How much has the EU really done for women? Charlotte O’Brien, in a post that originally appeared at The Conversation, says that not all its talk of equality has translated into genuine advances. But given that women are still in the minority in top jobs in Brussels and Strasbourg, this is not surprising.
The “stay” side of the EU referendum campaign seems to be fighting fire with lists, the aim being to reel off everything the EU “has ever done for us” in the hope of convincing people to vote to remain.
And as women make up half the electorate deciding whether the UK stays in the EU, it seems appropriate to ask for some evidence on what the EU has, or has not done, for gender equality. After all, the Brexit campaigners have launched a dedicated women’s group, claiming that their struggle is akin to that of the Suffragettes.
The list-makers would point us to the multiple areas of EU “activity” related to gender equality. Sex discrimination in the workplace, and in goods and services, equal pay, pregnancy discrimination, maternity and paternity rights, childcare, domestic violence and female genital mutilation are all part of the European agenda. But the challenge is to sieve through these activities to find genuine changes – particularly ones that would not have happened anyway.
Assessing the record
Here are some examples from the first entry on the list – sex discrimination in the workplace. In spite of having adopted sex equality legislation in the 1970s, there are a number of specific aspects of sex discrimination on which the UK dragged its heels until EU institutions intervened.
The EU Court of Justice told the UK it couldn’t impose a compensation cap in sex discrimination claims, for example. And it instructed the UK to stop requiring a “sick man” comparator for pregnant women, since this had effectively permitted discrimination on the grounds of pregnancy.
The EU appears more ambitious (if not always effectively so) than the UK on the subject of further changes to maternity rules. The European Parliament recently proposed extending full pay to 20 weeks of maternity leave – a suggestion rejected by the UK. The idea has since been abandoned.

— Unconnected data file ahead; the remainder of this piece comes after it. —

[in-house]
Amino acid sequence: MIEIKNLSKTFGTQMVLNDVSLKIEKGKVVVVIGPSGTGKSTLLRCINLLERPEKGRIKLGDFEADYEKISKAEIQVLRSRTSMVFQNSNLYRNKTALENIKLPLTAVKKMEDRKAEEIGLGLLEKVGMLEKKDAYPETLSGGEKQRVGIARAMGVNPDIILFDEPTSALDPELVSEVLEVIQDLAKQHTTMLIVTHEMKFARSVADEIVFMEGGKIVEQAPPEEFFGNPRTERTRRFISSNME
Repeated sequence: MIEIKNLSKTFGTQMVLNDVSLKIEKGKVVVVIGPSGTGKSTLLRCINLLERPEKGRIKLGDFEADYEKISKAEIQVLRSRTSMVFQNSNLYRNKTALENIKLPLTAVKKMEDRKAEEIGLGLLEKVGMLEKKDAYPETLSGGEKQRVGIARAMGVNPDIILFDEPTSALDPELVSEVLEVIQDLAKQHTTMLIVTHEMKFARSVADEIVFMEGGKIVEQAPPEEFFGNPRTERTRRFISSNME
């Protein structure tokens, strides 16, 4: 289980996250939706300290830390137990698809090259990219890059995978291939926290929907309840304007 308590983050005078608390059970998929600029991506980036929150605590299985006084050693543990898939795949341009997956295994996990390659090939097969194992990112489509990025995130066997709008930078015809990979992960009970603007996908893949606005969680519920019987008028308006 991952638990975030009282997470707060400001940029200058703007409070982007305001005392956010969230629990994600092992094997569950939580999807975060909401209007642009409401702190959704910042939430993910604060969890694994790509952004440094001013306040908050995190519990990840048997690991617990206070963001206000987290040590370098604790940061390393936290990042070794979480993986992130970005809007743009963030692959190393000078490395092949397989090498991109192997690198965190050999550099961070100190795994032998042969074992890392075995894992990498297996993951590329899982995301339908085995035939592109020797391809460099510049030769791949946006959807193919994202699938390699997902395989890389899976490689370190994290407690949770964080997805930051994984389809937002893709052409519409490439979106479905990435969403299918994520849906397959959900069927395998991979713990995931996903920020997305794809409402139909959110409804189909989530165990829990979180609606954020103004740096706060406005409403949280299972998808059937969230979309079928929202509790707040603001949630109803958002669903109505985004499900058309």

When it comes to discrimination at work, the EU’s rulings have been incremental, rather than revolutionary. They also tend to operate squarely within a pre-determined, male-leaning model of economic activity and male work patterns.
The limitations of the EU’s sex equality legislation are further underlined by the exclusion of unpaid care of adults from the reach of discrimination protection, while reproductive work simply does not register on the EU’s radar.
On the agenda
Figures on the pay gap vary. Women earn on average 16.4% less than men per hour in the EU economy as a whole. But we know that it fluctuates according to age, sector, whether work is full or part time, and level of pay. Highly-paid women earn 20% less than highly paid men, while male bonuses were recently reported to be double those of women’s. It also varies considerably between member states, and between regions of each state, as this pay gap map shows.
The EU has acknowledged “persistent gender differences” and notes that they “should be effectively tackled whenever they result from societal or institutional barriers or constraints”. Warm words indeed, but it hasn’t given much by way of an action plan.
Access to childcare remains critical for increasing female labour market participation, career prospects, and earning potential. Way back in 2002, the European Council pledgedto provide childcare to at least 90% of children over the age of three before they start school and at least 33% of children under three. By 2013, just ten member states had reached the target for under threes and only nine reached the target for over threes. Even where the targets were met – as in the UK – cost, availability and quality were all significant problems.
Brussels boys’ club
On inadequate child care and related pay gap policies, the member states – including the UK – must take a share of the blame. But the EU must take responsibility for how its own institutions are constituted – and they are constituted largely of men.
Even allowing for the role of member states in nominating representatives, it is implausible to say the EU could not address the striking male tilt in Brussels.
Women account for just nine of the 28 Commissioners, and only eight of 36 Directors General – and that is after a reshuffle to improve the gender balance. The European Parliament, where women make up 37% of MEPs, is a little more balanced.
It should also be said that as dismal as these numbers seem, they still compare favourably to domestic institutions. In the UK, 191 out of 650 MPs are women (29%). Only one out of twelve Supreme Court judges is a woman, and eight out of 43 Court of Appeal judges.
But in light of the dominantly male character of EU institutions, it shouldn’t be surprising that its actions on gender equality are found wanting.
If we ask what the EU has ever done for women, we are suggesting that the EU is somehow a separate entity to women, who should be grateful recipients of well-intentioned, mostly-male actions. Paternalism is disenfranchising and disempowering. The EU “doing things for women” is not enough. Women need to be “doing things” in the EU.
Charlotte O’Brien is a Senior Lecturer in Law at the University of York.